“I … said we can’t do anything until we deal with the border crisis. And so that’s, until we kind of get over that obstacle, I think it’s hard to get public support for doing these other things where there is a lot of common ground,” Cornyn told The Hill in recounting his message.
What the policy should be for processing migrants arriving at the southern border has been a long-running sticking point in any attempts on Capitol Hill to strike a deal on immigration, a perennial legislative white whale.
But the latest round of negotiations is dovetailing with a larger political fight over the Biden administration’s decision to rescind Title 42 — a Trump-era pandemic public health policy that allows for the rapid expulsion of migrants at the border and blocks them from seeking asylum — throwing an early, extra tripwire into an already uphill legislative attempt.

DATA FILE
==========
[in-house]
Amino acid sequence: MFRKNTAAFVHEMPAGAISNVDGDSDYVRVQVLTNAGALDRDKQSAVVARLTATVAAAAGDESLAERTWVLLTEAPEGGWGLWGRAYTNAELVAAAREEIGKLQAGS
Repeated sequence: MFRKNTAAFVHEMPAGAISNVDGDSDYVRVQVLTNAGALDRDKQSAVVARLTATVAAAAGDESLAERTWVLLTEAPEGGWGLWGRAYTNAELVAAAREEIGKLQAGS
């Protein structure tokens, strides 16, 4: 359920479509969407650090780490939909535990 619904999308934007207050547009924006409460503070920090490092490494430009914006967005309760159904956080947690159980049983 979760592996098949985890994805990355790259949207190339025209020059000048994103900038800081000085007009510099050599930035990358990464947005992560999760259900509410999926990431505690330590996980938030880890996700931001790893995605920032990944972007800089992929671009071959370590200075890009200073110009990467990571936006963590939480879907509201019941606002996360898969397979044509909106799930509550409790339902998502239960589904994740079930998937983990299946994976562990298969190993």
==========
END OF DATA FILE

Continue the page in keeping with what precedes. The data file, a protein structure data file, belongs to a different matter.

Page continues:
Sen. Thom Tillis (R-N.C.), another member of the group, agreed with Cornyn, saying that they view the border as “foundational” to negotiations.
“I don’t think there’s any way that we could get consensus if we’re not addressing the border crossing issue and the border security,” Tillis told The Hill.
The Senate’s negotiations are still relatively nascent. The group met for a second time late last week and are planning to meet again this week, with Sen. Alex Padilla (D-Calif.) describing the status as “still no deal but good enough to keep talking.”
Democrats are aware that long-standing divisions over border policy could jam up their talks as they are just getting started.
“It’s complicated by what’s going on at the southern border. If that gets progressively worse, it will soak up all the energy on immigration,” Sen. Dick Durbin (D-Ill.) previously told The Hill.
By Jordain Carney
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